Kruidnoten are a traditional spiced, bite-sized cookie that is eaten around ‘Sinterklaas’ in the Netherlands. Sinterklaas is based on Saint Nicholas, who was the patron saint of children. Sinterklaas is the feast that celebrates Saint Nicholas’ name day on the 6th of December. It is often celebrated by giving presents and sweet treats to children on the 5th of December, Saint Nicholas Eve.
While ‘Sinterklaas’ is celebrated in other countries as well, Kruidnoten are typically Dutch and have almost become an integral part of the festivities. The last couple of years, more and more varieties on the traditional cookie are hitting the stores. The most exotic combinations can be found. If you happen to get the chance, check out Van Delft Pepernotenfabriek, they have several stores now across the Netherlands. But be warned, they have so many great and unique flavor combinations (and they let you taste test them), your self control will be put under a lot of pressure there. I tried a few and managed to leave with ‘only’ three bags… Limoncello, Sweet Chili and Seroendeng (Seroendeng is used in Indonesian cooking and is a mixture of seasoned and roasted coconut with peanuts).
The problem with Kruidnoten is: they’re highly addictive. Once you start eating them, you can’t stop. Their size might have something to do with it, but the warming spices and certainly the sugar make you crave more and more. Which make them a dangerous treat if you are trying to cut back on sugar and sweets in general.
I really can’t stop at just a few of those tiny cookies. Once I start on a bag, it gets emptied in no time. Now I don’t want to cut them out of my life, I still buy and obviously eat them, but I also want a healthier alternative to get me through the season. You know… balance ;-).
So I hit the kitchen last Sunday (as it was perfect baking weather, i.e. it was cold and raining) and tried out a few recipes. Everyone of the testers (a.k.a. husband and kids) loved the taste, but when it came to the softness or crispiness their preferences varied ‘slightly’. The first batch, I baked for 20 minutes, which resulted in quite soft and chewy Kruidnoten. The second batch for about 30 minutes, which made them crispier on the outside, still slightly chewy on the inside. The last batch, I baked for 45 minutes, which resulted in crispier and dryer Kruidnoten.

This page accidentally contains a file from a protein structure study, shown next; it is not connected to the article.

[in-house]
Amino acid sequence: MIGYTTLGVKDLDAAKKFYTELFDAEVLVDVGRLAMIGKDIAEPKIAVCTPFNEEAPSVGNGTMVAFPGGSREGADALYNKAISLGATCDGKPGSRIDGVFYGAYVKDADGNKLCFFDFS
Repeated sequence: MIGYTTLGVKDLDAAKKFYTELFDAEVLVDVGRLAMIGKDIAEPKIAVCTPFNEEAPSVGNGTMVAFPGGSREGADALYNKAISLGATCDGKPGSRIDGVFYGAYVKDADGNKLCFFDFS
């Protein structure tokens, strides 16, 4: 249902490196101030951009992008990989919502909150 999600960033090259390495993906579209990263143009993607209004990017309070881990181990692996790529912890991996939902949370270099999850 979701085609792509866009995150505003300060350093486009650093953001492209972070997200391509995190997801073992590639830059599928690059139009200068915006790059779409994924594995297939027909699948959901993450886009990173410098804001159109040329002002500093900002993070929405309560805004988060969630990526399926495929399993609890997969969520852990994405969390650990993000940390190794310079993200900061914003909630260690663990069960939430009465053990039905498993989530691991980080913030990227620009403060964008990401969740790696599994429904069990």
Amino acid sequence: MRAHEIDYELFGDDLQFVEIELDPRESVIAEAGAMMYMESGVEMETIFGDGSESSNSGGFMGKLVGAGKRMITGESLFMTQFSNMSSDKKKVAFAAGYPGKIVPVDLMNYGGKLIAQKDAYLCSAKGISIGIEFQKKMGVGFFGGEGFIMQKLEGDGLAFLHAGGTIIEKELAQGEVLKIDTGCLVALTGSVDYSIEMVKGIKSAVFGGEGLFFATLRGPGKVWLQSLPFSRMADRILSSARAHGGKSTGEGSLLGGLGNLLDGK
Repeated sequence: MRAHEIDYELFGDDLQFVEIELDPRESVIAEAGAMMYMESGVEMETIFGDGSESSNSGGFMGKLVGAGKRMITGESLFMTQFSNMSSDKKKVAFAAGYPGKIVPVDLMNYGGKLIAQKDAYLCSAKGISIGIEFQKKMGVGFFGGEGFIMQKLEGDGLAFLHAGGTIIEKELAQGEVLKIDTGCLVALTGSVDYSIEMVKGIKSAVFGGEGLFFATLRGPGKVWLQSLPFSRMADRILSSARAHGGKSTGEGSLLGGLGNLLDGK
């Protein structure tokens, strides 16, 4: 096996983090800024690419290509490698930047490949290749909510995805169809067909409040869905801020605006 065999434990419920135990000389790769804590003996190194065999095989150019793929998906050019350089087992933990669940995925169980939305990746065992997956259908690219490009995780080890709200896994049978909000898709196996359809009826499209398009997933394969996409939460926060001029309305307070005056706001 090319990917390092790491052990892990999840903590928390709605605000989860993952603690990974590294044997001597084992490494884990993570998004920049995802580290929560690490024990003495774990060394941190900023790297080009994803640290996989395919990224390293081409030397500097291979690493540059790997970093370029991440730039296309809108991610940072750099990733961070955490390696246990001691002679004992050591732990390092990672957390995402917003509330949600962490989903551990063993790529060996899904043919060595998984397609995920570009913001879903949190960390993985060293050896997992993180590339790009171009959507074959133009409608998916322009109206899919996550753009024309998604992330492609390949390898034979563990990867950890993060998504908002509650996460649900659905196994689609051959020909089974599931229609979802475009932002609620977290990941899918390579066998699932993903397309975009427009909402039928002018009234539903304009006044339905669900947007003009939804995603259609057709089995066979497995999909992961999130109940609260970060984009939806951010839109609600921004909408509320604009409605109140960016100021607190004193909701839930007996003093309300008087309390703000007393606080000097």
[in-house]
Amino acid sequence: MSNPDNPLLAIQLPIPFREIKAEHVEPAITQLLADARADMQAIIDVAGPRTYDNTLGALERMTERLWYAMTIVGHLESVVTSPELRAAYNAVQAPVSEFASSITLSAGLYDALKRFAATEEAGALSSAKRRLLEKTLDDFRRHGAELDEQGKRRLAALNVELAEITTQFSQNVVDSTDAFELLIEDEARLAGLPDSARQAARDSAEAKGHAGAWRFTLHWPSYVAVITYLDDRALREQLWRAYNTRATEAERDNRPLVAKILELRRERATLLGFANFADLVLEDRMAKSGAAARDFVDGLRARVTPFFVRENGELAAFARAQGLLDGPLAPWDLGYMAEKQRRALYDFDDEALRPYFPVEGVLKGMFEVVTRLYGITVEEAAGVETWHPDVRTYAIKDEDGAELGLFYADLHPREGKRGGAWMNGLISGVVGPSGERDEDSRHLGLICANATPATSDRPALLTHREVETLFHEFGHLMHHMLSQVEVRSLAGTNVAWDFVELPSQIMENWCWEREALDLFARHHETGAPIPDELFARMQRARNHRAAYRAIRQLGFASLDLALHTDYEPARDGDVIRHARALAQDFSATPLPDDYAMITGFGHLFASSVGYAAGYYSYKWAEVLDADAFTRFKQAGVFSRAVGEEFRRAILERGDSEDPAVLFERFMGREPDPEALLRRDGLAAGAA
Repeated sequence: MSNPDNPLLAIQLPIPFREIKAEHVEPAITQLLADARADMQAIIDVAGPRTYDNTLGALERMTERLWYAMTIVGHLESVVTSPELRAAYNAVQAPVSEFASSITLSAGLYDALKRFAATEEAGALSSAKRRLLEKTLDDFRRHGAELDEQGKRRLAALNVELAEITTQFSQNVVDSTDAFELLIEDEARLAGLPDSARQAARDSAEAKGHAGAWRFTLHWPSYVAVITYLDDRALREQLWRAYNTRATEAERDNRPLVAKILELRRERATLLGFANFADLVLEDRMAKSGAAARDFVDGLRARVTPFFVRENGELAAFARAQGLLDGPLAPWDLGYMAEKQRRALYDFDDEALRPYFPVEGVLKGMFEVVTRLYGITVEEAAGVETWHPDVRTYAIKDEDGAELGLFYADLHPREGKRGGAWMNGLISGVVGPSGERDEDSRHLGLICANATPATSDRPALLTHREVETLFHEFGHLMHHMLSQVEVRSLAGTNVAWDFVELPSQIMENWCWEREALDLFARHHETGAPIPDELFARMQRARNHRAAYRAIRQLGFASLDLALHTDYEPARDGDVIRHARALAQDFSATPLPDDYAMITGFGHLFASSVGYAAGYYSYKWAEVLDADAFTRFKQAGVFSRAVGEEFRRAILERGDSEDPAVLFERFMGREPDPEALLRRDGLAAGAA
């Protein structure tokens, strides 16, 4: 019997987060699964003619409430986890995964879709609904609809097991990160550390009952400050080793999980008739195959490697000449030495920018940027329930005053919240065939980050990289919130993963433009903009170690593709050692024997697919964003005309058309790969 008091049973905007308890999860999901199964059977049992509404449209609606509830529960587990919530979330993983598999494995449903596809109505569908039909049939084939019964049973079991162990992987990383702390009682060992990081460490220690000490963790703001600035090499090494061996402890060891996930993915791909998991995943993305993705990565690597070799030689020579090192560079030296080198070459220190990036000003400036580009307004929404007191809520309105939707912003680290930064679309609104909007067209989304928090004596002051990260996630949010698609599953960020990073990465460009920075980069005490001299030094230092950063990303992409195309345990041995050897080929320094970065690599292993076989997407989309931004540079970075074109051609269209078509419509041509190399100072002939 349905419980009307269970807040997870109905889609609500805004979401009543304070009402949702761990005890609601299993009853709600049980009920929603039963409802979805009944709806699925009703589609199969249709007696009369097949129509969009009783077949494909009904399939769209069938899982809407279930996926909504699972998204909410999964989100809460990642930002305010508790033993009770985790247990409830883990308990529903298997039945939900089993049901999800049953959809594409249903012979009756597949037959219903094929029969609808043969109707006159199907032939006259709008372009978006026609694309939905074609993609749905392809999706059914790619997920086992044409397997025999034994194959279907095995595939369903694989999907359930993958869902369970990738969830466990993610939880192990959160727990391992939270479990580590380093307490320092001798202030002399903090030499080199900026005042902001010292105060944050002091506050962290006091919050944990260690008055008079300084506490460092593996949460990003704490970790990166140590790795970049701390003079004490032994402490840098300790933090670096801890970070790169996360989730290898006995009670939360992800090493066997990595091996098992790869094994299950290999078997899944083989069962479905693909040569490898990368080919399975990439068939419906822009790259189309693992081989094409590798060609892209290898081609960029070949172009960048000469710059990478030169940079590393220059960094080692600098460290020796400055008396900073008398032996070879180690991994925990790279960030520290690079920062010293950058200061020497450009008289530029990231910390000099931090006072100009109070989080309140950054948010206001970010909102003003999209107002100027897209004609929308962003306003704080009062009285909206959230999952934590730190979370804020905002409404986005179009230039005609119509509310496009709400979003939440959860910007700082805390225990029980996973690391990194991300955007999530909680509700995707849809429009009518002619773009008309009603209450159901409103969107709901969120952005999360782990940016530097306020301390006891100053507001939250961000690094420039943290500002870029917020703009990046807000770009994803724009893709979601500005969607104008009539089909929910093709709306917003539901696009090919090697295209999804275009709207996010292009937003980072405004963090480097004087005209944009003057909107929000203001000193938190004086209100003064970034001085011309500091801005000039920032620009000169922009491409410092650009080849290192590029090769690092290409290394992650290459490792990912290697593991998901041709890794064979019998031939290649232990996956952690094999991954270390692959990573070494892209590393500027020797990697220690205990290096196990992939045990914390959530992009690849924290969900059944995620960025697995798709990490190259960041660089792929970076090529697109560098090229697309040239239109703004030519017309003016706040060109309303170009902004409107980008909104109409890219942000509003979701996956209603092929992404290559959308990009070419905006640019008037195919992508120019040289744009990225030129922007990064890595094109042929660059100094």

Personally, I prefer the crispier, dryer kind. The boys preferred the soft type and the husband found himself somewhere in the middle. So if you try this recipe, play around with the baking times to see which one you prefer. If you expect the same cookie as the real Kruidnoten, you will most likely be very disappointed. Due to the used ingredients, the taste is different and the texture will be far from that ultra crisp crunch you get from traditional Kruidnoten. But if you let go of that idea, you will get a lovely spiced cookie in return.
50 g almond flour
200 g oat flour (ground up oats)*
1 tsp Xanthan gum
100 g Xylitol
1,5 tsp cream of tartar
1,5 tbsp ‘speculaas’ spices**
100 g coconut oil
75 ml cashew milk***
Optional: (sugar/dairy free) chocolate for coating
*Use certified gluten free if necessary.
**You can use pumpkin spice, which contains similar ingredients.
***Instead of cashew milk, you can use coconut milk or almond milk.
Mix all dry ingredients in a bowl.
Heat up the oil and milk together until the coconut oil is melted. Mix well. Add the egg and whisk well.
Add wet ingredients into the dry and mix with a rubber spatula to form a dough.
Let chill in the refrigerator for about 10 – 15 minutes.
While the dough is chilling, preheat your oven to 180°C and line a baking sheet with parchment paper.
Then take the dough out of the refrigerator and roll small balls. The tinier you make them, the crispier they will get. If you love a more chewy cookie, make them somewhat larger. Place on the prepared baking sheet.
Baking times vary depending on size and on how chewy or crispy you want them. Also, they might feel too soft when you take them out of the oven, but they will firm up quite a bit when they cool. Maybe start by baking just a few for testing. Once you’re satisfied with the result, bake all of them.
Once they’re cooled, you can eat them plain or cover them in (sugar free/dairy free) white and dark chocolate.
Totally optional, but highly recommended 🙂